Augie Ray said...

Thanks for the comments, Brian and Copywryter.

Brian, interesting concept for using G+ circles to identify "bad actors." Of course, one person's "bad actor" could be another's consumer champion.

Copywryter, I worried about this post coming off a little like whining. I appreciate the dialog, and I certainly agree that fostering advocates helps.

Mike Johansson said...

Augie you make great points and I think most brands in social media have the nagging feeling that, yes, social media transparency seems almost one-way at times. But here's the thing, are those same brands willing to call scammers and other flim-flam-artists on the carpet? One of the reasons people keep trying to get one over on "the man" is because "the man" too often doesn't want to be seen as the heavy by taking on the scammers. There may even be a new profession springing from this - some kind of social media forensic detective who uncovers the truth and exposes these scammers for who they are so brands can, with a clear conscience, take them on. Just remember, yo heard that here first! Thanks for the thought-provoking post.

Augie Ray said...


Thanks for the great comment. You raise an interesting point about the potential for a new type of career to spring out of this. But you larger point is exactly the thing I was shooting for with this post: Why should brands feel hesitant about calling out those who are not playing fair?

If brands are expected to isntantly own up to problems and apologize, why can't they instantly call out scammers (or even unreasonable customers) with the same transparency and speed? I don't expect this to happen overnight, but I think the nature of "privacy" in brand/consumer relationships must change over time.


Shawn said...

Having spent 15 plus years in customer service PRIOR to the social media transformation, I think at the foundation, not much has changed. Companies are not perfect and customers will complain and tell others when they are not happy. Back then the measure was not whether you were always perfect, but what you did to make it right. Plus, you won't always get credit for making it right. Nevertheless, it's still important. My CEO told me once when I was complaining that a customer's expectations were unreasonable and that he had crossed the line. The CEO said, "there is a line but you haven't crossed it yet." I said, "well where is it then?" He replied, "I don't know and neither do you. It's out there somewhere." Bottom, line, I put a guy on a plane, traveled across the country and spent 30 minutes helping the customer clean a virus off his computer. That trip became a badge of honor among our team because after that, we could say with confidence that we would do almost anything to make our customers successful using our products.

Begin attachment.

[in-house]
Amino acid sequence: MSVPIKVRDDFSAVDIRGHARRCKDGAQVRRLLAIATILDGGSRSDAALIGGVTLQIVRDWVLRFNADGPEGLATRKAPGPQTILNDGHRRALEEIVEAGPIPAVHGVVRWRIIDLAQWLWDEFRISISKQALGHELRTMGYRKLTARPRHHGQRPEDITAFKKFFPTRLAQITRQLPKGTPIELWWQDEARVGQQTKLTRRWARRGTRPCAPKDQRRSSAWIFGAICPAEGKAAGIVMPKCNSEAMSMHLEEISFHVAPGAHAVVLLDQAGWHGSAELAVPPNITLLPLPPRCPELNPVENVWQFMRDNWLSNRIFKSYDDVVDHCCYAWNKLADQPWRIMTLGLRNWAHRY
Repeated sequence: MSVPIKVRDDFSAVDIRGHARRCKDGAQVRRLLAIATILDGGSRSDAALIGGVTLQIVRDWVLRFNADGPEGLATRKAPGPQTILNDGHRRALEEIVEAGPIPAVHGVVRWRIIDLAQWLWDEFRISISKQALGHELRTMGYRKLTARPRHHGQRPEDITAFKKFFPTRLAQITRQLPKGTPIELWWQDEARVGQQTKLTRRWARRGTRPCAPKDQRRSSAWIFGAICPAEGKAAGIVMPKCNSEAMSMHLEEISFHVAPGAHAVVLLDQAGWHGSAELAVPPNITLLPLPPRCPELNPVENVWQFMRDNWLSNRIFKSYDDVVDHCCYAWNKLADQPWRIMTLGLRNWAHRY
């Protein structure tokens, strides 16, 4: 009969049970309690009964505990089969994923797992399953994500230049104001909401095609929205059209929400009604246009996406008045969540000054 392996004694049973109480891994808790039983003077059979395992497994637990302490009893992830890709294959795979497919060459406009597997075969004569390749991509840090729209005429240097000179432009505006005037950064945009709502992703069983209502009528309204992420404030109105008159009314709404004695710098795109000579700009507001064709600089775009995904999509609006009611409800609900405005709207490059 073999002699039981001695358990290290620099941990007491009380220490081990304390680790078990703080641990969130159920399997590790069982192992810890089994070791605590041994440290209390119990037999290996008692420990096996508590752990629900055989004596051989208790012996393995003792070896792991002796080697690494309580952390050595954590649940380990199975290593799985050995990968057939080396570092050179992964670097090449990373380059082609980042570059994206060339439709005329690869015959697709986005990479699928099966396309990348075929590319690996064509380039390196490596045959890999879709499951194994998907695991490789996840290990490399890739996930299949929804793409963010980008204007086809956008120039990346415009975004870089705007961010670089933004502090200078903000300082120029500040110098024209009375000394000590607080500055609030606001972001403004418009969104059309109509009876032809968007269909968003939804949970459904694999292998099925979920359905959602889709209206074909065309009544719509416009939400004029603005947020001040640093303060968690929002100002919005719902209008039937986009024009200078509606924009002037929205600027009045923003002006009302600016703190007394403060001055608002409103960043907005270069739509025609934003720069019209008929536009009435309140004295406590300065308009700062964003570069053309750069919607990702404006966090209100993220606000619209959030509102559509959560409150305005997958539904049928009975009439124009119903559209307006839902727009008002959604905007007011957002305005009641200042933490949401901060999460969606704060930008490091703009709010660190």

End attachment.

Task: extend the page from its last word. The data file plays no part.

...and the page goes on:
You can't control what people will say about you. You can only control your response. That's never changed, even with the advent of social media. Blow hards will eventually reveal themselves and reasonable people will recognize it for what it is. If the product provides value and you delight your customers, you should come out ahead. I do love my iPhone!!!!!

Claire I Powell said...

Hi Augie,
Great post, really made me think.

Those consumers that are revealed to be scammers I would imagine are very limited in number [even less than 1%] and it is always a "small number that ruin it for the rest". Indeed Mike's suggestion of coming down hard on those is a good suggestion.

It is important to be able to filter those scammers from the genuine complaints based on genuine grievances about privacy abuse and concerns.

At first transparency will be a one way street, there always has to be one side of the party that makes the 1st move, so brands making that move I would imagine over time will be rewarded/repaid by consumers trusting them to do the right thing with their data, [like your Amazon example on your Forrester blog].

Your comment about "nature of "privacy" in brand/consumer relationships must change over time" - I believe honest is the best policy always! People don't like to find things out after the fact. I believe a brand being honest up front, rather than after the fact, is better. Especially true for those online publishers that rely on 3rd party advertising income - they may even find that with "being transparent about the value exchange of data" free users turn to subscribers.

Cheers Claire